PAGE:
A New Way to Pay Old Debts LP (Palilalia – 2009) reissued as A New Way to Pay Old Debts CD (Editions Mego – 2011) and Way Down South one-sided 12” LP (Palilalia – 2010)
These two recordings can be dealt with as a unit, if like me, you’re a new convert to Orcutt’s work. I was aware of his 90s noise band, Harry Pussy, without particularly paying a lot of attention to them. The density and intensity of their relentless freeforming can be jawdropping – but I have to confess that for me they are not a band I am ever likely to find myself thinking about actually listening to.
Fortunately, my friend George – who has never quite given up on recommending Harry Pussy to me – put me on to the first of these two LPs. Representing Orcutt’s recent return to public playing and recording after a long lay-off, these two releases are another matter entirely. The playing is just as intense, but I find both records utterly compelling. Orcutt plays a series of improvised or semi-improvised pieces in these two sets. They are primarily instrumental, accompanied by the odd bit of hollering and moaning, and a few noises-off. The recordings are raw and noisy.
I have a low tolerance for instrumental and improvised music, so at this point, if you haven’t heard or seen any of Orcutt’s playing, its worth noting that the combination of ‘instrumental’ and ‘solo guitar’ should not be mistaken here for the current vogue for Fahey-worshipping, delay-fixated tedium. Be reassured. Orcutt is not making that sort of music.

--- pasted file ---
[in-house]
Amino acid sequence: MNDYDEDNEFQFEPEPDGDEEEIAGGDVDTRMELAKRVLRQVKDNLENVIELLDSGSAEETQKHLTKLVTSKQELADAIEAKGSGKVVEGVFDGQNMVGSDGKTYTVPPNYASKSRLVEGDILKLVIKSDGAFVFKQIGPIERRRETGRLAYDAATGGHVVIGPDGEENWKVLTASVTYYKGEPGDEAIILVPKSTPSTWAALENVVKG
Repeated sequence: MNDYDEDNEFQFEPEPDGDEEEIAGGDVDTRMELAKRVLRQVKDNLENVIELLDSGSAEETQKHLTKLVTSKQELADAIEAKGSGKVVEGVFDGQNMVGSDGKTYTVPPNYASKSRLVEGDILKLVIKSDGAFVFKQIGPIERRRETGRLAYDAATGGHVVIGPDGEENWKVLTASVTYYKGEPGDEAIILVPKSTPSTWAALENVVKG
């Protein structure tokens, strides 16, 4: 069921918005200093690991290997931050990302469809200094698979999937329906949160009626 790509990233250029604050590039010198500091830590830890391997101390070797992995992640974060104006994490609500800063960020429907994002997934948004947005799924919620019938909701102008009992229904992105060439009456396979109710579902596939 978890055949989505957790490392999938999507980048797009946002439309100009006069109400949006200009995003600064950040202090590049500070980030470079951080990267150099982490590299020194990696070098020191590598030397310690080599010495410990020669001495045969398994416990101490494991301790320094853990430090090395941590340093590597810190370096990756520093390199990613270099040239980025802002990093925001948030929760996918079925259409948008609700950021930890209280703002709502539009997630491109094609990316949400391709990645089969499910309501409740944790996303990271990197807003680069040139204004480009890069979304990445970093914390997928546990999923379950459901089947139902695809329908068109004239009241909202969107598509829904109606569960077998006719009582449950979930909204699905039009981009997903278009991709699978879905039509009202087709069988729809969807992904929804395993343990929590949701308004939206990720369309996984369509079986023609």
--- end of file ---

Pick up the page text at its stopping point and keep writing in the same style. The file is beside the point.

This is expressive, furious, frenetic guitar-playing. Blasts of cascading notes are hammered out, fizzing and buzzing from of the speakers. Strings pop and thrum. Moments of stillness are located, and held very briefly, before skittering, stumbling riffs take shape – and then collapse in upon themselves. Each piece contains sufficient abandoned-at-birth guitar figures to launch a dozen new bands for Touch and Go.
Skimming through reviews of Orcutt’s work elsewhere, three themes prevail: comparisions to Derek Bailey, discussions about whether this is the blues or not, and near-fetishistic descriptions of his technical set-up. On the latter point, it appears to be a vintage Kay acoustic guitar, minus the A and D strings, with the bottom string tuned down, played with a pick-up while a single mic recording picks up the amplified and unamplified sounds together. It is such an unusual, unearthly, chaotic sound, that one can understand the curiosity about how it was achieved. Orcutt’s playing is [literally] abrading the body of the guitar that he uses, wearing it away to nothing.
On the comparison with Bailey, I think its fair to point out that Orcutt’s work on these two LPs has a deliberately narrow range and focus. Bailey recorded music for 30-odd years. To me, it seems like a relatively useless comparison. On the status of this music as blues or not, its tempting to say, ‘Who cares?’ Orcutt’s playing picks out some of the multiple voicings and micro-structures of blues music, but on the other hand it is way more aggressive than anything I can think of as a comparison from safely within the genre, and it has none of the narrative content of the blues.
What keeps bringing me back to these recordings is that, while Orcutt is undoubtedly a very skilful guitar player, neither technique nor composition are permitted to mediate against expression in these pieces. The feel of the piece is all, and its what carries the player, and the listener, through. In that respect, these records are essential listening for anyone who plays a guitar: invigorating, exciting and sometimes frustrating – but above all liberating music of the highest quality.
– Michael L. Clamp